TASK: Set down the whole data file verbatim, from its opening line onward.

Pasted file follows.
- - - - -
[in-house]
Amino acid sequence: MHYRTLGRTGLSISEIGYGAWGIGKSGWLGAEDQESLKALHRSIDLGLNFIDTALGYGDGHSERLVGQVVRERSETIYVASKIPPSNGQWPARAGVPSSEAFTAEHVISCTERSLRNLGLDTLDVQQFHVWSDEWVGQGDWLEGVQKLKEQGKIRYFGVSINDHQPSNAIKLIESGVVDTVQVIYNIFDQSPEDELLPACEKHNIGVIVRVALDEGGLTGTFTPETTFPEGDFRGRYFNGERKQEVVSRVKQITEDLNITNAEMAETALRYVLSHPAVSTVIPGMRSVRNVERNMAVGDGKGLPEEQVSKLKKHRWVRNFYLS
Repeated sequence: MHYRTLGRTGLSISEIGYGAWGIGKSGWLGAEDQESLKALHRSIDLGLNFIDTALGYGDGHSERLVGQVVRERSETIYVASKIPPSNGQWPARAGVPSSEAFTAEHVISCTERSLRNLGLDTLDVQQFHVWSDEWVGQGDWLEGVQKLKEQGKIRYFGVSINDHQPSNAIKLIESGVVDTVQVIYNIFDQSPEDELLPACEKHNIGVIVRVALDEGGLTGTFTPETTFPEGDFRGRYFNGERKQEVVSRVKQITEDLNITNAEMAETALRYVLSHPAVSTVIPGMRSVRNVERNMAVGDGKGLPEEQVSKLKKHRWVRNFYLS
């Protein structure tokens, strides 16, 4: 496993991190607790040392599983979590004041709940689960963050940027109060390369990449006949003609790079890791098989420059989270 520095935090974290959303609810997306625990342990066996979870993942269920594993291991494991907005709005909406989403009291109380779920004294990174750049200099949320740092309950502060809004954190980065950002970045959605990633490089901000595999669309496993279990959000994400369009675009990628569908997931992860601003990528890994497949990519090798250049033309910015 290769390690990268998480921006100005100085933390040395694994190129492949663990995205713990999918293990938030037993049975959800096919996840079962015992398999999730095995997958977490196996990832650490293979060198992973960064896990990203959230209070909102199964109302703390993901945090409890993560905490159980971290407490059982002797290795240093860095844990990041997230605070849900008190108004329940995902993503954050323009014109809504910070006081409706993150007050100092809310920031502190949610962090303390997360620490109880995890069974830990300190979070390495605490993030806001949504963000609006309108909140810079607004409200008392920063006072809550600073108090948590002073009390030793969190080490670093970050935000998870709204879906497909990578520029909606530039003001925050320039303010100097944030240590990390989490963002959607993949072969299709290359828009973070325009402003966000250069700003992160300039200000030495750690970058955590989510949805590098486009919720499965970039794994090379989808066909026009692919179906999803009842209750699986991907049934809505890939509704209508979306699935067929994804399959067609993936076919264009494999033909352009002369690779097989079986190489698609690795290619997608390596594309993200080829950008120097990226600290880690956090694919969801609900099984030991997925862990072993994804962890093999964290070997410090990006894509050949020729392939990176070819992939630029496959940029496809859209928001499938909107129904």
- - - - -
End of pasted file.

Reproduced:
[in-house]
Amino acid sequence: MHYRTLGRTGLSISEIGYGAWGIGKSGWLGAEDQESLKALHRSIDLGLNFIDTALGYGDGHSERLVGQVVRERSETIYVASKIPPSNGQWPARAGVPSSEAFTAEHVISCTERSLRNLGLDTLDVQQFHVWSDEWVGQGDWLEGVQKLKEQGKIRYFGVSINDHQPSNAIKLIESGVVDTVQVIYNIFDQSPEDELLPACEKHNIGVIVRVALDEGGLTGTFTPETTFPEGDFRGRYFNGERKQEVVSRVKQITEDLNITNAEMAETALRYVLSHPAVSTVIPGMRSVRNVERNMAVGDGKGLPEEQVSKLKKHRWVRNFYLS
Repeated sequence: MHYRTLGRTGLSISEIGYGAWGIGKSGWLGAEDQESLKALHRSIDLGLNFIDTALGYGDGHSERLVGQVVRERSETIYVASKIPPSNGQWPARAGVPSSEAFTAEHVISCTERSLRNLGLDTLDVQQFHVWSDEWVGQGDWLEGVQKLKEQGKIRYFGVSINDHQPSNAIKLIESGVVDTVQVIYNIFDQSPEDELLPACEKHNIGVIVRVALDEGGLTGTFTPETTFPEGDFRGRYFNGERKQEVVSRVKQITEDLNITNAEMAETALRYVLSHPAVSTVIPGMRSVRNVERNMAVGDGKGLPEEQVSKLKKHRWVRNFYLS
């Protein structure tokens, strides 16, 4: 496993991190607790040392599983979590004041709940689960963050940027109060390369990449006949003609790079890791098989420059989270 520095935090974290959303609810997306625990342990066996979870993942269920594993291991494991907005709005909406989403009291109380779920004294990174750049200099949320740092309950502060809004954190980065950002970045959605990633490089901000595999669309496993279990959000994400369009675009990628569908997931992860601003990528890994497949990519090798250049033309910015 290769390690990268998480921006100005100085933390040395694994190129492949663990995205713990999918293990938030037993049975959800096919996840079962015992398999999730095995997958977490196996990832650490293979060198992973960064896990990203959230209070909102199964109302703390993901945090409890993560905490159980971290407490059982002797290795240093860095844990990041997230605070849900008190108004329940995902993503954050323009014109809504910070006081409706993150007050100092809310920031502190949610962090303390997360620490109880995890069974830990300190979070390495605490993030806001949504963000609006309108909140810079607004409200008392920063006072809550600073108090948590002073009390030793969190080490670093970050935000998870709204879906497909990578520029909606530039003001925050320039303010100097944030240590990390989490963002959607993949072969299709290359828009973070325009402003966000250069700003992160300039200000030495750690970058955590989510949805590098486009919720499965970039794994090379989808066909026009692919179906999803009842209750699986991907049934809505890939509704209508979306699935067929994804399959067609993936076919264009494999033909352009002369690779097989079986190489698609690795290619997608390596594309993200080829950008120097990226600290880690956090694919969801609900099984030991997925862990072993994804962890093999964290070997410090990006894509050949020729392939990176070819992939630029496959940029496809859209928001499938909107129904």